A lot of people will say "What does it hurt?" and maybe they're right, but then I think about maintenance.
I agree. Testing is good. Rigorous testing is better. But testing can be an infinite well of effort, and you get diminished returns as your test cases get more niche and fringe.
There is a reasonable line to draw, but not everyone draws it the same way, nor should it be drawn the way regardless of context (budget, scope, scale, ...)
I struggle with what to test in frameworks in general.
Generally speaking, you don't test frameworks (or libraries, for that matter). The assumption is that your external dependencies work as advertised; the onus of testing is put on the developers of said external dependency.
Testing focuses on your business logic. This is not to be confused with the business layer, where a lot (but not all) of your business logic lives. In this context, business logic refers to specific behavior that you implemented in your application.
Should you make sure that App.UseMVC is called, that Authentication is wired up, or that various objects are wired up in dependency injection?
I have never come across tests whose specific focus are any of these things you listed. However, endpoint integration tests would generally catch these kinds of issues as they would render the endpoints unusable.
For example, if your application requires authentication; then you've defined some behaviors on how to handle (un)authenticated users, both in the authentication endpoints themselves and the other endpoints (for which you need to be authenticated to access). Therefore, by testing the behavior of those endpoints, you should inherently be testing that the application behaves correctly when the user is/isn't authenticated.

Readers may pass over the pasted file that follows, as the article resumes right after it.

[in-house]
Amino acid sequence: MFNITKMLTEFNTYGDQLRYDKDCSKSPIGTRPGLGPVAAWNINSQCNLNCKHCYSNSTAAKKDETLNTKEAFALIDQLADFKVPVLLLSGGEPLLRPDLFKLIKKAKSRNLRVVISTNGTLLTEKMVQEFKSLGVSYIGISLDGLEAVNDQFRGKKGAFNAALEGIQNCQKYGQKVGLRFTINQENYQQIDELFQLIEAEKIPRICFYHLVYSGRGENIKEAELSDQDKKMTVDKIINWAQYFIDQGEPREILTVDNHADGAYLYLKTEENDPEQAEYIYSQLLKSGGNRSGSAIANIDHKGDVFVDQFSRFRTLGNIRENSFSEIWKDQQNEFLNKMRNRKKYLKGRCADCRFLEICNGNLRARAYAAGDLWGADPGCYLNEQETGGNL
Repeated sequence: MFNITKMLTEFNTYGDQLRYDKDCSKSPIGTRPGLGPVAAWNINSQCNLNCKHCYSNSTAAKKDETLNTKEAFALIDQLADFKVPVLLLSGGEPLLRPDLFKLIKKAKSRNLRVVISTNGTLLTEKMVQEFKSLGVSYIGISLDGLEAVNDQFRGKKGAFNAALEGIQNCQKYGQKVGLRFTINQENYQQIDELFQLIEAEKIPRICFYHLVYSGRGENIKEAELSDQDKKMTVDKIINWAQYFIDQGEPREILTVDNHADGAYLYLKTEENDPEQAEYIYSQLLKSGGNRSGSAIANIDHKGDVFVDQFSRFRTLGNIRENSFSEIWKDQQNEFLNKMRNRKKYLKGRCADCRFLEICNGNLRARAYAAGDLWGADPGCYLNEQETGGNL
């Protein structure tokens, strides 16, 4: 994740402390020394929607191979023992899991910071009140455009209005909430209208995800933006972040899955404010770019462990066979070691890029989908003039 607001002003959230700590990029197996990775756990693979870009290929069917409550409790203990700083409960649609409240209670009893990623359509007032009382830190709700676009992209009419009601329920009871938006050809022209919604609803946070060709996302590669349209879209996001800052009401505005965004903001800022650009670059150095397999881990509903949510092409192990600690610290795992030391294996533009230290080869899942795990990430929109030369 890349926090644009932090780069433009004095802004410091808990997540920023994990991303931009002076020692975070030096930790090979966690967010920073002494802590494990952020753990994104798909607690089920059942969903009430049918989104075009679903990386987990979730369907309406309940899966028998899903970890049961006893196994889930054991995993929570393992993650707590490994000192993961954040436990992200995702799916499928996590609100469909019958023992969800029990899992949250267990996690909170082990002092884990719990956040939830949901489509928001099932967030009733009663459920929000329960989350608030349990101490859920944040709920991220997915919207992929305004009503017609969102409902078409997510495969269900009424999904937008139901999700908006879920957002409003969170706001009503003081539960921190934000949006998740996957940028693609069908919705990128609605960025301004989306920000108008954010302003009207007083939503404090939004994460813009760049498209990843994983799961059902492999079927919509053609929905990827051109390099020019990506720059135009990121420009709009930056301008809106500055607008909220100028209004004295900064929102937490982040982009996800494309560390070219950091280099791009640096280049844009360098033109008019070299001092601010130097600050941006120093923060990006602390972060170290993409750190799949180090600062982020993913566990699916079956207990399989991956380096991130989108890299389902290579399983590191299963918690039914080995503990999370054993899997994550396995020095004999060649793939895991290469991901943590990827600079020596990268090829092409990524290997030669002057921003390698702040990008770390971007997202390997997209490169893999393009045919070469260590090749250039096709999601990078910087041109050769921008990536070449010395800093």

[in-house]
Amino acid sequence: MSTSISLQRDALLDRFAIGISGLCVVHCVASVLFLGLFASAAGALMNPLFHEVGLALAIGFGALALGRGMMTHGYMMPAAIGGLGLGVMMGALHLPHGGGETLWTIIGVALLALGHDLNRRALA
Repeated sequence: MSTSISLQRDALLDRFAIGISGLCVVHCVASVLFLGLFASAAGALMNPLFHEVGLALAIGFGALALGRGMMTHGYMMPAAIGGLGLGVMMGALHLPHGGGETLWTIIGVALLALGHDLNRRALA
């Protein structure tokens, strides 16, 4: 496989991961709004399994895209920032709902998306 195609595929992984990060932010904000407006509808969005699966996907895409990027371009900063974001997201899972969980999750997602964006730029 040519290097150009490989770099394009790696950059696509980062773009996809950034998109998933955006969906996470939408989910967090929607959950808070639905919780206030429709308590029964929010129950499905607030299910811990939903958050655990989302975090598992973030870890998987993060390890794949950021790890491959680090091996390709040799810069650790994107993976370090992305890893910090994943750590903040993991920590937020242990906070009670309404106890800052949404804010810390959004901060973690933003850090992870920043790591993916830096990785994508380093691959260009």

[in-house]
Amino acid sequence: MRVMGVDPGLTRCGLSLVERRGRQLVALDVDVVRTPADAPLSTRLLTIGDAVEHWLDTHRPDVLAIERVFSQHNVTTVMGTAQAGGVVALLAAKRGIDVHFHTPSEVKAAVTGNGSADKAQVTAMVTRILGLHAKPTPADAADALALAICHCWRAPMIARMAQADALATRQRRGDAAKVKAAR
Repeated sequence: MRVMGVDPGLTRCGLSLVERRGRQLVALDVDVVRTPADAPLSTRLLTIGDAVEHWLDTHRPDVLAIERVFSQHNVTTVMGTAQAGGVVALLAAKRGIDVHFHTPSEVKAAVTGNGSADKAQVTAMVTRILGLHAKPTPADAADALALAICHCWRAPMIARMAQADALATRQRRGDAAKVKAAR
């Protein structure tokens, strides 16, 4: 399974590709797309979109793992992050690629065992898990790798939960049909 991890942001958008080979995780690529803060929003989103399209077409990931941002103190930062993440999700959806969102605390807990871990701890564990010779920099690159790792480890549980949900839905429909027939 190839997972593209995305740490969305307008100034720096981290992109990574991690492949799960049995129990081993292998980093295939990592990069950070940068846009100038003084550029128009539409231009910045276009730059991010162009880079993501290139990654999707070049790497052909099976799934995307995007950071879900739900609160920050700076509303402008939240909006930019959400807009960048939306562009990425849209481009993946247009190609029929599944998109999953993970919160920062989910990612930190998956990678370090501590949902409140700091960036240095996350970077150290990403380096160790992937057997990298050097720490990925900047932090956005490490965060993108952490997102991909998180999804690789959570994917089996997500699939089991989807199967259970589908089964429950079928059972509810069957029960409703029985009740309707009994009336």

I suspect that the things you're mostly thinking of right now are (indirect) integration test materials.
What about testing if logging is being called, or that specific attibutes are applied?
You need to distinguish here between the application behavior set forth by your requirements and any technical implementation. In most cases, tests tend to focus on the behavior specified in the requirements. In other words: does the application behave the way the customer needs it to?
If by logging you mean the kind of behind-the-scenes logging that isn't part of the application's visible behavior, but rather something that is implemented for the developers to be able to trace issues when they occur, then this is generally not tested.
However, in some cases logging may be a functional requirement (e.g. for auditing purposes). In such a case, the logging is considered a behavior, and therefore it warrants testing.
To summarize, in general you will find that:
- Unit tests focus on behavior of components you wrote; not of the framework.
- Integration tests focus on the behavior that is defined in your requirements. By definition of what integration testing is; this also tests and verifies the glue that holds your components together. Whether that glue is related to a framework, boilerplated, or handwritten by you, is irrelevant as to the integration tests themselves.
- You don't test your external frameworks and libraries. Exceptions can be made in cases where the added cost of doing so far outweighs the cost of issues slipping by. E.g. I'm sure NASA tests all of their suppliers' code to make triple sure everything is up to snuff; but this is generally speaking well out of scope for your everyday business application.